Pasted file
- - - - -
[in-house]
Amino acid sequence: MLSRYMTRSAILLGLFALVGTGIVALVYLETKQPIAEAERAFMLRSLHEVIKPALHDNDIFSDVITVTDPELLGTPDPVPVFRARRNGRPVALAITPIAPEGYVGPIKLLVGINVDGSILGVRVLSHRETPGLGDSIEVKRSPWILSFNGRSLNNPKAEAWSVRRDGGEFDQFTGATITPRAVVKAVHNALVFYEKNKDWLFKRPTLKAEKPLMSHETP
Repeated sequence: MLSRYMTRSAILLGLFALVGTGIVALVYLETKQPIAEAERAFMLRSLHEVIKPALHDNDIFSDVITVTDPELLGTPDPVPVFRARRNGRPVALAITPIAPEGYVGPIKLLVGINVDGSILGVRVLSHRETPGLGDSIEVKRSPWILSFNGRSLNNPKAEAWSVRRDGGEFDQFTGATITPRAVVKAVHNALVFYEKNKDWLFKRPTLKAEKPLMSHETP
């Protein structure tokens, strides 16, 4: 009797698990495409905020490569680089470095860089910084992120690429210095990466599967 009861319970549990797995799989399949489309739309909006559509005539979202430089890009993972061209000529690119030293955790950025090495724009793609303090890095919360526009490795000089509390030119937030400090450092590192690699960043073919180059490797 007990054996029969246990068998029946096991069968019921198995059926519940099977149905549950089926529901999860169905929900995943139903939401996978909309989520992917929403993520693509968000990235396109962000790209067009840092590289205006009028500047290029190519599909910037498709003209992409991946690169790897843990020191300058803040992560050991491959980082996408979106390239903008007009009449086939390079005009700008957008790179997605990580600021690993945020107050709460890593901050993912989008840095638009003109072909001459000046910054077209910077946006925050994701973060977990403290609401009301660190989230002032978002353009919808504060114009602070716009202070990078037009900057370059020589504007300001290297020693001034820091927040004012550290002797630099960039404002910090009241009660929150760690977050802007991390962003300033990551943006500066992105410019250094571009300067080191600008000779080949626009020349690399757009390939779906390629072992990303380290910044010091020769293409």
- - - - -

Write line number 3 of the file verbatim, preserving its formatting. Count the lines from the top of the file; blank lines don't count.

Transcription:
Repeated sequence: MLSRYMTRSAILLGLFALVGTGIVALVYLETKQPIAEAERAFMLRSLHEVIKPALHDNDIFSDVITVTDPELLGTPDPVPVFRARRNGRPVALAITPIAPEGYVGPIKLLVGINVDGSILGVRVLSHRETPGLGDSIEVKRSPWILSFNGRSLNNPKAEAWSVRRDGGEFDQFTGATITPRAVVKAVHNALVFYEKNKDWLFKRPTLKAEKPLMSHETP